Britain's key services sector expanded in March at the fastest pace since last summer, according to the closely watched purchasing managers' index (PMI), boosting hopes that the economy may have avoided sliding into a triple-dip recession.
As the Bank of England's policymakers prepare to announce whether they will undertake a fresh round of quantitative easing, the index of the services sector, published by the data provider Markit, jumped to 52.4, from 51.8 in February.
That points to the fastest rate of expansion since last August, and may help to strengthen the argument of hawks on the Bank's nine-member monetary policy committee who are concerned that expanding its bond-buying programme could unleash inflation as the economy recovers. Last month three members, including the governor, Sir Mervyn King, called for more QE, but were outvoted.
Markit's chief economist, Chris Williamson, said the rise in the services index showed that strong growth in the sector, which includes banks and retailers, had only just offset declining output in manufacturing and the struggling construction sector over the first three months of 2013.
"A gathering upturn in the service sector in March looks to have helped the UK avoid a triple-dip recession by the narrowest of margins. However, the weakness of private-sector growth signalled by the PMI data in the first quarter means that a flat GDP picture or even a decline could be seen if government sector output falls," he said.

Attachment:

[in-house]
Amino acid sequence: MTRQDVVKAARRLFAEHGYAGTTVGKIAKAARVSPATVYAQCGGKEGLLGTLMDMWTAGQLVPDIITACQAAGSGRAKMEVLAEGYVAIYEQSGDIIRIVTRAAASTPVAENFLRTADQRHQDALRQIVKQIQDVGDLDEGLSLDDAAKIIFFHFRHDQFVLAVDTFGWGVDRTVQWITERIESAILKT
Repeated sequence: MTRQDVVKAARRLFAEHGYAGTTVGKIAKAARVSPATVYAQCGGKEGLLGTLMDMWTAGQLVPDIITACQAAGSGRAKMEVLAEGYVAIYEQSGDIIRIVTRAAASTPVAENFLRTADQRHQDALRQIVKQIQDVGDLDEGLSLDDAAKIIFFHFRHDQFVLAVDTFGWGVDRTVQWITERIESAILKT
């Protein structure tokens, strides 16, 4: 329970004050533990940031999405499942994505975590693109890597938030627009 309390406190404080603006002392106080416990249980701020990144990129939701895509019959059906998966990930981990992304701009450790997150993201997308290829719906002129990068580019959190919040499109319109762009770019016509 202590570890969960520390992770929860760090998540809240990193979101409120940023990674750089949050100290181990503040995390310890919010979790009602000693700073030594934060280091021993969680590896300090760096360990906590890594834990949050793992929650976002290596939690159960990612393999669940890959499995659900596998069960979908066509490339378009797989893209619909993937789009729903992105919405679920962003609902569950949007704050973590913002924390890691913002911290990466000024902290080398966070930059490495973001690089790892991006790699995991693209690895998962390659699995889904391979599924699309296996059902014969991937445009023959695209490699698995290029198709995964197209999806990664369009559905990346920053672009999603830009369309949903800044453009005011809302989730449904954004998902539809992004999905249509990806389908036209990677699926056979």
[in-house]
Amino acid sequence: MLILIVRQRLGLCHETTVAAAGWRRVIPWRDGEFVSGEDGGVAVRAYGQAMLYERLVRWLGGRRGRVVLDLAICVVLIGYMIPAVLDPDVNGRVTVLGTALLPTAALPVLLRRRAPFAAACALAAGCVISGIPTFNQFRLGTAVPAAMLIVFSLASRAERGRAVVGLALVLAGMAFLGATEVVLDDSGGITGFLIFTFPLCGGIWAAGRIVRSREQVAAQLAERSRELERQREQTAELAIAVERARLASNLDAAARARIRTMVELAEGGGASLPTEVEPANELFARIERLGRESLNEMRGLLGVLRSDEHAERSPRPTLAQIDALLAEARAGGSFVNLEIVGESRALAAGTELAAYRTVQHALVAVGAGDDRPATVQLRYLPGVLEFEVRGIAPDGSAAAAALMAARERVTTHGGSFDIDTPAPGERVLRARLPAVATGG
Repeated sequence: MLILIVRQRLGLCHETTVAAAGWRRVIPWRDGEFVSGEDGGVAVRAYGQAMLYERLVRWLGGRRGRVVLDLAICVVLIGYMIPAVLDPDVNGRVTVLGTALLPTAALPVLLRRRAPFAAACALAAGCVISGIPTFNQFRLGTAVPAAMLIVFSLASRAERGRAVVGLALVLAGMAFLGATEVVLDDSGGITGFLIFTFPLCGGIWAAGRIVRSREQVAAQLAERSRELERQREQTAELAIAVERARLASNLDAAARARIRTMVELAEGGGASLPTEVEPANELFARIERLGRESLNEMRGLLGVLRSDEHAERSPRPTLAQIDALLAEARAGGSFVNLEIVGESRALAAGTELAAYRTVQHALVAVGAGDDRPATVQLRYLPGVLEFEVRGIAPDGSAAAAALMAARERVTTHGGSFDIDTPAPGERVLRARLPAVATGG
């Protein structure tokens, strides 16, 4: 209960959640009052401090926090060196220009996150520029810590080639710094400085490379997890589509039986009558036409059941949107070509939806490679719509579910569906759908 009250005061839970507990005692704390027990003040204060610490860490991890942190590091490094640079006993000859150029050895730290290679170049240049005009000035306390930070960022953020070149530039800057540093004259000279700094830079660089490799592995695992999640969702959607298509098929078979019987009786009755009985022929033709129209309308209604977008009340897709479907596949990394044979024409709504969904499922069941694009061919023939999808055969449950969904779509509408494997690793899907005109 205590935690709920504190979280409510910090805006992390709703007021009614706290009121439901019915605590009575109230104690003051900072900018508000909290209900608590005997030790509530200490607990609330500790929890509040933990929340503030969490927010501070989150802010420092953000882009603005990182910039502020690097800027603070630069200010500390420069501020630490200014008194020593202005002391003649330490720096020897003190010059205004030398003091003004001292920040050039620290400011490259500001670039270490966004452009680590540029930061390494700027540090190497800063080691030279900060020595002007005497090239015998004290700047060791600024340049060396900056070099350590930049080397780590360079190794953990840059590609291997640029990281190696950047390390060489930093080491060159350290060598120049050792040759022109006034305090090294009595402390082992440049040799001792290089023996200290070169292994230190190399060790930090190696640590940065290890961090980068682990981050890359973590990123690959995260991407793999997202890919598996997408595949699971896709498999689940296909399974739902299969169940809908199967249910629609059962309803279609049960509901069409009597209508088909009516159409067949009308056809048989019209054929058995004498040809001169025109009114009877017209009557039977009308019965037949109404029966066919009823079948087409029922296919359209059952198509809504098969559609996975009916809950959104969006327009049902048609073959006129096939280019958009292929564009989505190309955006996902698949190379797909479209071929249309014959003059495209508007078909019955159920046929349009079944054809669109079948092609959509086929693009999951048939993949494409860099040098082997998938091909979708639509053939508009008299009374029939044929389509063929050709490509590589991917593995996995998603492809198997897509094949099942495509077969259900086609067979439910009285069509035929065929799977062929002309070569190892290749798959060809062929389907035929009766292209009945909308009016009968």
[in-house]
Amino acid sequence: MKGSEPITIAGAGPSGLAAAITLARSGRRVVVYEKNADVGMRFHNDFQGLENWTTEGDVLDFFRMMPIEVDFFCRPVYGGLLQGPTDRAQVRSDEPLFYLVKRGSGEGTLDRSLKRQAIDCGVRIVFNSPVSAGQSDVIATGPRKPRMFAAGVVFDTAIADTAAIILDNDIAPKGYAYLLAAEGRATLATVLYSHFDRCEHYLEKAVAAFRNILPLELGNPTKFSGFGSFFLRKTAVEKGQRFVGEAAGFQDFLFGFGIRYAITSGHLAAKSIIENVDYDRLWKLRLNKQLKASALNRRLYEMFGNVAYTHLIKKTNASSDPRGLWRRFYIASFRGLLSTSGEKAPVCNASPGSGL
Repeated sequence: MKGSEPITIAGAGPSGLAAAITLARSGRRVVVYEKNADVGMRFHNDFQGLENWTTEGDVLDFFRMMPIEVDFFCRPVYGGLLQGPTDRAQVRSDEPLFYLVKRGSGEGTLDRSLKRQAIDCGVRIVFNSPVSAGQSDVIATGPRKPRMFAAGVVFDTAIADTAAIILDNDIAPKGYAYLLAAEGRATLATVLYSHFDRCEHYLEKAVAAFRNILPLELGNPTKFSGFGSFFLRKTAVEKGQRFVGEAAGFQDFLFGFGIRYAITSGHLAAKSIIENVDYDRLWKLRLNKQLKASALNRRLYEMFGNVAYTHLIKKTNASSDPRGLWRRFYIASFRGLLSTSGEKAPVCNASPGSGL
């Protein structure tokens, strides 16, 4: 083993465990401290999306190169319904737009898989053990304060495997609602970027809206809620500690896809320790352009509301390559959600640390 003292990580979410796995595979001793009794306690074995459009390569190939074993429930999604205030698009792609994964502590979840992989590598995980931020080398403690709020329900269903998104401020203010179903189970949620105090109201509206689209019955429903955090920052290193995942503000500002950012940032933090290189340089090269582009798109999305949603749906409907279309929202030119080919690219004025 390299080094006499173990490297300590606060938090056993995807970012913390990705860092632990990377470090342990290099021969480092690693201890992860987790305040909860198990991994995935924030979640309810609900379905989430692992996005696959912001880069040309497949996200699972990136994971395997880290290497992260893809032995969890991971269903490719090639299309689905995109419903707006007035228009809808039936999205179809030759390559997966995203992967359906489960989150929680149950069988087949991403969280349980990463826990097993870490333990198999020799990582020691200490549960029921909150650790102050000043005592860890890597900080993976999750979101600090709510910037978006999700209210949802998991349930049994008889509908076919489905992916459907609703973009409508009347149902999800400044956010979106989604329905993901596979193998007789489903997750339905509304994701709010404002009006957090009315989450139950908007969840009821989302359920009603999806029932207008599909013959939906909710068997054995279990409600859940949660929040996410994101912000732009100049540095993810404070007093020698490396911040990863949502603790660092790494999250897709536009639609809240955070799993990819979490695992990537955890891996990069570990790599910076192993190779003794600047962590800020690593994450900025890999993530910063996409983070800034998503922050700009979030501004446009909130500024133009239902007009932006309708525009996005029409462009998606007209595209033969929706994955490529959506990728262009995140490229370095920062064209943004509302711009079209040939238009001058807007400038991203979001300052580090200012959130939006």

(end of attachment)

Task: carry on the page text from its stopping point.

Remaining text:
After GDP contracted in the final quarter of last year, another decline would mark a slide into a triple-dip recession. The Office for National Statistics will release an early estimate of economic growth in the first quarter later this month.
Economists are divided about whether GDP has recovered, with the unseasonably cold weather increasing doubts about how the economy has performed.
"We expect the economy to have squeezed out GDP growth of 0.1%-0.2% quarter-on-quarter in the first quarter, but there is obviously major uncertainty over what the outcome will be," said Howard Archer, UK economist at the consultancy Global Insight.
As well as a rise in the headline PMI, the details of the survey revealed some other upbeat signals about the health of the economy, including an increase in the size of companies' payrolls in March, and the fastest increase in new business for 10 months.
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